The difference between 2008 and 2011? Well the climate has worsened quite quickly. 2010 has a slew of new climate records, including the warmest ever year for the Northern Hemisphere and tied for the warmest year on record [with 2005].  A Katrina size monster, Cyclone Yasi, is approaching Australia's northeast coast.  It's packing 280km/h winds along a 500 km front.  On the other side of the world, a 2000 mile storm front is about to hit North America and Canada.
Currencies are worth spit in 2011, hence the skyrocketing gold price.  And unemployment everywhere continues to shoot up, causing social disorder to start stewing.

This time, there's no bail out money.  GM and Chrysler are doing great, for now, but BP made a loss of around $5 billion [it's possible they will be bankrupt following the next collapse in oil prices]. How will these bailed out automakers do when the fuel for their machines is too expensive to justify using those machines? I know some are talking about growth and recovery, but the reality is, without surplus energy, and by that I mean cheap energy, your expenses are going to cut into your incomes.  Growth is gone.  It's part of an economic system called Capitalism that, like suburbia, and currencies, and airlines, has no future.  Globalization, is also gone.

The bad news is that there aren't really any policies in place to curb CO2 emissions.  The good news is there don;t have to be.  Overpopulation, overshoot, and collapse are inevitable.  In other words, economic convulsion will occur anyway, choking consumption and bringing economic activity to another abrupt halt at the economic freight train seizes in its tracks, and bounces along.  It might not be derailed in 2011 either, but it will come close.  The Euro and the Eurozone are toast.  The USA and the dollar are toast.  Even China, with its healthy 'growth' faces inflation and...ultimately...will not graduate into a middle class, developed nation.  Sorry.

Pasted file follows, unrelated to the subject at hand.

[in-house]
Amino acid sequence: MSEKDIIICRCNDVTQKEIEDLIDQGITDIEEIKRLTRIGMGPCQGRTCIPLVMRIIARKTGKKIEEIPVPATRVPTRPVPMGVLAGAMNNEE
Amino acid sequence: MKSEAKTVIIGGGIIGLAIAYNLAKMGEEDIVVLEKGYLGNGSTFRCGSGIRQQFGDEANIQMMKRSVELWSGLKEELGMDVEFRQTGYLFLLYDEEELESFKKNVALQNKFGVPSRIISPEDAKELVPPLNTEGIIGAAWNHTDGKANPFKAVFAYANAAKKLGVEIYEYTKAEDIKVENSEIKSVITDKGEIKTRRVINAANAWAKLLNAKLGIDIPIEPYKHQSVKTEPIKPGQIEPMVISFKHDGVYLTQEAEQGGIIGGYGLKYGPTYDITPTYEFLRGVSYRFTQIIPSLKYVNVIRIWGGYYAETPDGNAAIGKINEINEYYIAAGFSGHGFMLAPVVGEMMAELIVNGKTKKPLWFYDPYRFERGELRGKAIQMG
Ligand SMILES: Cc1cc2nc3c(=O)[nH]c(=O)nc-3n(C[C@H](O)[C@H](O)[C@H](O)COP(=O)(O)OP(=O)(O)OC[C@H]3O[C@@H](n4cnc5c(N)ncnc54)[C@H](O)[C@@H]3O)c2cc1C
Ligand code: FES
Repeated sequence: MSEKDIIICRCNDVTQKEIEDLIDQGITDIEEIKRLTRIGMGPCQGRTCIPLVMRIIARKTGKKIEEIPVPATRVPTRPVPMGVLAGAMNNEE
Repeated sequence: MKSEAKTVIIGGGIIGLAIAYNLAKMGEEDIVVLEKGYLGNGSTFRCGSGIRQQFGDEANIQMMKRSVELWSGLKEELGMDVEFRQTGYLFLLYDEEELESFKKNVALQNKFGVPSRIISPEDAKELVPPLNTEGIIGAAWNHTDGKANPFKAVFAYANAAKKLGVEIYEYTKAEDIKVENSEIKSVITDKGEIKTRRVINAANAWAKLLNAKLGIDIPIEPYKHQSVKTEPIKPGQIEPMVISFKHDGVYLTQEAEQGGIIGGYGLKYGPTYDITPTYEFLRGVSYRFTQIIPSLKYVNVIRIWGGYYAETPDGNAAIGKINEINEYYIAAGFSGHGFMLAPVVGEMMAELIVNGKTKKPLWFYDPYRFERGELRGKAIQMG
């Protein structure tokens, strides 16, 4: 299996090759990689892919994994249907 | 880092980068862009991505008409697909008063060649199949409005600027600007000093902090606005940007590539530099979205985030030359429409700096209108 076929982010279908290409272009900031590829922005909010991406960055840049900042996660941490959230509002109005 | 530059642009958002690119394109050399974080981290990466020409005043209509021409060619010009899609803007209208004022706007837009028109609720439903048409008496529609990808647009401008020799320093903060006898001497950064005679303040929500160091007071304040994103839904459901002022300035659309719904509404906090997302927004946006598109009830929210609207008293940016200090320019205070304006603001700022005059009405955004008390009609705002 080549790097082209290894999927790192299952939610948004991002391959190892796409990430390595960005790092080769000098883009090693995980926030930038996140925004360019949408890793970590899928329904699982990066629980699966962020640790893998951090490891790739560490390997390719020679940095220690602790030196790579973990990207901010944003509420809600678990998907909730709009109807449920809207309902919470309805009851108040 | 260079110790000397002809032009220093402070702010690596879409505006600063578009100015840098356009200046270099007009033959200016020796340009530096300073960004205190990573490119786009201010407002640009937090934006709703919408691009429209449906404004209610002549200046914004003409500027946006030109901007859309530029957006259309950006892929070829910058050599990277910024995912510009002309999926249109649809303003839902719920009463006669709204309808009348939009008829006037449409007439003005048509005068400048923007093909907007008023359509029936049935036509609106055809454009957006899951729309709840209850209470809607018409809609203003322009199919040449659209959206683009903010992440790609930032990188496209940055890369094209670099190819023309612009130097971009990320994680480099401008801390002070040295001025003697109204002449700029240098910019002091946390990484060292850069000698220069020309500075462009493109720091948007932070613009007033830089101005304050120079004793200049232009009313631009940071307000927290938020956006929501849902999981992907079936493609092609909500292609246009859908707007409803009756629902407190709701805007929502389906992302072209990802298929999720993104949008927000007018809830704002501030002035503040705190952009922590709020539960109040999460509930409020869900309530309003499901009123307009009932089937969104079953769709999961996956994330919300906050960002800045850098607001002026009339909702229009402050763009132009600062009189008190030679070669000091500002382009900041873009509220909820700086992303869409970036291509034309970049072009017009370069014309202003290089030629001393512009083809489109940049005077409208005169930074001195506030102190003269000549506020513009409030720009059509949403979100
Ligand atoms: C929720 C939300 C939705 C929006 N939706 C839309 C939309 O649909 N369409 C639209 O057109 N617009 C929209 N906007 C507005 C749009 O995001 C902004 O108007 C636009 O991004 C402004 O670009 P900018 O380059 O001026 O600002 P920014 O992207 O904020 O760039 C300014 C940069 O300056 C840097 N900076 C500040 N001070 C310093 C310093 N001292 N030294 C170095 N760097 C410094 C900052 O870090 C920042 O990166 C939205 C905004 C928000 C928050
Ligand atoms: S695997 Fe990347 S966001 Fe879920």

If the current food crisis facing the world's poor countries cannot be averted, there's a real chance of regional conflicts in Northern Africa and the Middle East spilling over and infecting more and more countries.  India and Pakistan are suffering too, and another barb could ignite something in the shape of a mushroom.  North Korea is another unknown.  In fact, nowhere are the prospects safe.

I don't see 2011 shaping up to be a very happy year.  2008 started nicely and then took a nosedive.  I think we're much closer to the nosedive right now.  Maybe we'll get to March or April before the markets run off a cliff.  Question is, once the dust settles, what will remain of international finance?  If currencies become worthless, and we're fast heading towards that, it means markets will disappear and the middle class will be instantly introduced to the plight of hordes of poor, already starving people.  The bankers and economists were wrong before.  Will they lose what little is left?  Given our denial on just about every important issue, and our talent for lying to ourselves, it's tough to see a happy ending.  But life must go on and I'm sure, for some, it will, and perhaps eventually, for the better.